Most of the real world crimes on the railway seemed to have been very petty stuff though. Have a look at the BTP's rogue gallery here. Not exactly high crime, note the rabbits and whisky!

 

http://www.btp.police.uk/about_us/our_history/crime_history/visit_our_rogues_gallery.aspx

 

Mikkel,

I am an avid reader, and always like mystery type novels.  A few months ago I discovered the "Railway Detective" series of books by Edward Marston.  These are all set in the Victorian era and in my opinion are a jolly good read ;-)

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Inspiring. An other way to tell a story.

Love your pictures.

Will keep your approach in mind for my Northall diorama's.

 

I liked the story,

 

Thanks Job, I think there's a lot of similarity with your August 23 1959.  Arthur and Daisy just inhabit a different time period. The last shot of Daisy in front of Arch records looks like she's ready to tell a story :-)

 

 http://www.rmweb.co.uk/community/index.php?/blog/1325/entry-16847-a-week-in-northall-sunday/

 

 

Top stuff, I hope we get part 2 soon :)

 

Thanks, I won't be able to get anything done for a couple of weeks, but I'm sure that won't keep people up at night   :)

 

 

Superb as usual Mikkel and great photographs to boot.

 

What those peeps haven't realised yet is that Dennis is trained in martial arts so we look forward to a fully choreographed Tarantino style set of fight scenes in the next instalment :jester:

 

I can hear the Jam's 'down in a tube station at midnight' song in the background too :D

 

Staying tuned...

 

Many thanks Pete. When I read those court proceedings, I can't help thinking there's more to Dennis (whose real name was different) than it appears. We'll see  :D

 

Just heard the Jam song on Youtube and read the lyrics. Scary lyrics!

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Wonderful as usual Mikkel. Not much to say as it has been said above. So when is part 2?

 

Hi Pete, thanks, I'm glad we'll have you back at the workbench soon! Part 2 will be ready before you finish the G6  :D

 

 

This seems to be one of those cases where practice seems to have differed from the 'rule book'  When I modelled horse shunting, I found a photo from Barnstaple in BG days, where the horse was on the track bed but I thought this was possibly because of the absence of cross sleepers.  Like you, I've subsequently seen several photos where the horse was simply attached to the coupling hook.  I suspect this was 'easier' when a small amount of movement was needed.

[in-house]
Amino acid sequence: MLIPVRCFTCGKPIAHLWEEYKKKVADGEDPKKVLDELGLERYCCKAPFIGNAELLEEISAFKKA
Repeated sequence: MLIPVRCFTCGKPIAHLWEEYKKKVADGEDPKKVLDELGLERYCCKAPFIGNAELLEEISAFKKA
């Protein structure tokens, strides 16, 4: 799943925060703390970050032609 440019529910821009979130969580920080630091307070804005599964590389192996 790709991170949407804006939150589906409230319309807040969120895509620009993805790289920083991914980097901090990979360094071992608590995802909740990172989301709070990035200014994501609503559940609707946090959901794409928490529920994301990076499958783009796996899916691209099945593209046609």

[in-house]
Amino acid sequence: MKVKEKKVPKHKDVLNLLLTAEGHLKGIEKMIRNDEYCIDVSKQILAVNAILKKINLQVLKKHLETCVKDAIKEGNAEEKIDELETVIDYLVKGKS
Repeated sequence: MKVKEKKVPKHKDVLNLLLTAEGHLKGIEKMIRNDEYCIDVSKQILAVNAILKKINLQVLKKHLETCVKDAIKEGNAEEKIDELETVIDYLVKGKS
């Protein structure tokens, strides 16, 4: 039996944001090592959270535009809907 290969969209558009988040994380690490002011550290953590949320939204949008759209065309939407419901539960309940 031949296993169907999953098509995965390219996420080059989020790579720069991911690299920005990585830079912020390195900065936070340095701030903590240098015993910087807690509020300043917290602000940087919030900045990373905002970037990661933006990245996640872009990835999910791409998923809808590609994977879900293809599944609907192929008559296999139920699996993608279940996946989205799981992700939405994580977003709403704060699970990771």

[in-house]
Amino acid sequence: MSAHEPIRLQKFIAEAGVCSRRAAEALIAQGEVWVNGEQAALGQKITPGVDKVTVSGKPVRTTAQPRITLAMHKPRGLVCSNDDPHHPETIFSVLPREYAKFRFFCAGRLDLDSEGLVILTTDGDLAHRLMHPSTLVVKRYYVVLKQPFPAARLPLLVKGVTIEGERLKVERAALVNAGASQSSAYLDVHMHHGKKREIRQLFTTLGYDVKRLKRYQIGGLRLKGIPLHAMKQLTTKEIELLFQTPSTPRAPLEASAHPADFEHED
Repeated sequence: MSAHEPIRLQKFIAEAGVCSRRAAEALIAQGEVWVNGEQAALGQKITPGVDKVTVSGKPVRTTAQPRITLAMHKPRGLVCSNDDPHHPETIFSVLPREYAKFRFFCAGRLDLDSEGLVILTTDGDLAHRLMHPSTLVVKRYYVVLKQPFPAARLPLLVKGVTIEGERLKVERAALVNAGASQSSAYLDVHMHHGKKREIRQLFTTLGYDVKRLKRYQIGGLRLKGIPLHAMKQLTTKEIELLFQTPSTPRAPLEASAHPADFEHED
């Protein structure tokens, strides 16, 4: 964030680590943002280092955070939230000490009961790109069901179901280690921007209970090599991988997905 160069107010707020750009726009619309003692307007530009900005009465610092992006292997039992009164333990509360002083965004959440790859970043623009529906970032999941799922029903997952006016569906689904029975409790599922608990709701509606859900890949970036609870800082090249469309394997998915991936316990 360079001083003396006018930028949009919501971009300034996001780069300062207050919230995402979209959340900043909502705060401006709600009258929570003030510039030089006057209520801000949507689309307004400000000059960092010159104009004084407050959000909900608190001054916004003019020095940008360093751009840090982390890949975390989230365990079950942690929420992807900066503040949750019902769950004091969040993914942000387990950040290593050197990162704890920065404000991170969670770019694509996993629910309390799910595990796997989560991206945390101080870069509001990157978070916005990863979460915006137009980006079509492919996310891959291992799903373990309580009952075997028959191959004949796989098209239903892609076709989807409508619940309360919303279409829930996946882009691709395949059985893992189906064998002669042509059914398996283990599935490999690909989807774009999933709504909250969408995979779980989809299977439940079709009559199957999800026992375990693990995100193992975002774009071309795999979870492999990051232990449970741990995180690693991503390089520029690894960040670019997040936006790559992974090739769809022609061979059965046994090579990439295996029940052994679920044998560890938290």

Another reason for working the horse from the side was that it avoided it being run over if the wagon 'ran away'

 

Hi Mike, very interesting, and yes you're probably right that these were exceptions to the rule book, unlike your law-abiding shunters here: http://www.rmweb.co.uk/community/index.php?/blog/1405/entry-12460-horse-power/

 

Speaking of rule books, there seems to have been a booklet published in 1915 called "Great Western Railway. Instructions to Shunt-Horse Drivers and Horse-Keepers". Has anyone come across that?

 

 

Spice it up, Spice it up ! Oh! Yes please Mikkel :)

Easy now, remember this is a family site  :jester:

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Mikkel,

I am an avid reader, and always like mystery type novels.  A few months ago I discovered the "Railway Detective" series of books by Edward Marston.  These are all set in the Victorian era and in my opinion are a jolly good read ;-)

 

Ah yes, Iain mentioned those too. Thanks for the recommendation, it does sound like just the thing. On a related theme, it looks like there's been a book made on "the electric constable", the first use of telegraph in a murder case - and all on the GWR !

 

http://www.johntawell.com/the-case/

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Unfortunately I have read the Old Bailey proceedings but the models and the pictures are just superb. 

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Thanks very much Chris, glad that someone else has tried to make heads and tails of those proceedings. You may still be surprised at the further developments in the Farthing version though. When I say  "based on", I mean it in the Hollywood way ;-)

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Speaking of rule books, there seems to have been a booklet published in 1915 called "Great Western Railway. Instructions to Shunt-Horse Drivers and Horse-Keepers". Has anyone come across that?

Janet Russell.s book on GW Horse Power (Oxford Publishing 1995) has a short section on shunting horses.  She quotes a GWR publication of 1888, which set out 30 rules relating to the work and conduct of shunting men, including the following:

 

No sudden jerks and bring to draught gradually.

Shunting horse driver responsible for seeing that slipper boy is in his place at all times.

Any cruelty to horse will result in a fine and suspension from duty.

Horse must not draw more than one passenger coach .... or more than two loaded or empty goods wagons.

Where practicable horses must be attached to the wagons so as to enable them to stay outside the rails.

A copy of these rules to be taken on duty with the driver and horse keeper.

 

She also records that the late Jim Russell's father was the shunt horse driver at Banbury in the early 1920s

 

Mike

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Excellent info Mike, many thanks! The "where practicable" phrase seems to solve that one then. And we get another mention of the term slipper boy, I've been wondering just how widespread the term was.

 

So Janet Russell is related to Jim Russell who did the GWR engine books? I must get the GW Horse Power book. I've been putting it off because its usually rather costly when it turns up, but seems worth it.

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Great story and photography.  There's something deliciously farcical and oh, so very English about scoundrels tucking illicit goods down their trousers.

 

Nice to see the many of your recent blog entries taking cameo roles - the LSW van, the shiny fittings on the Buffalo, the printed crates, and the figures.

 

Looking forward to part 2!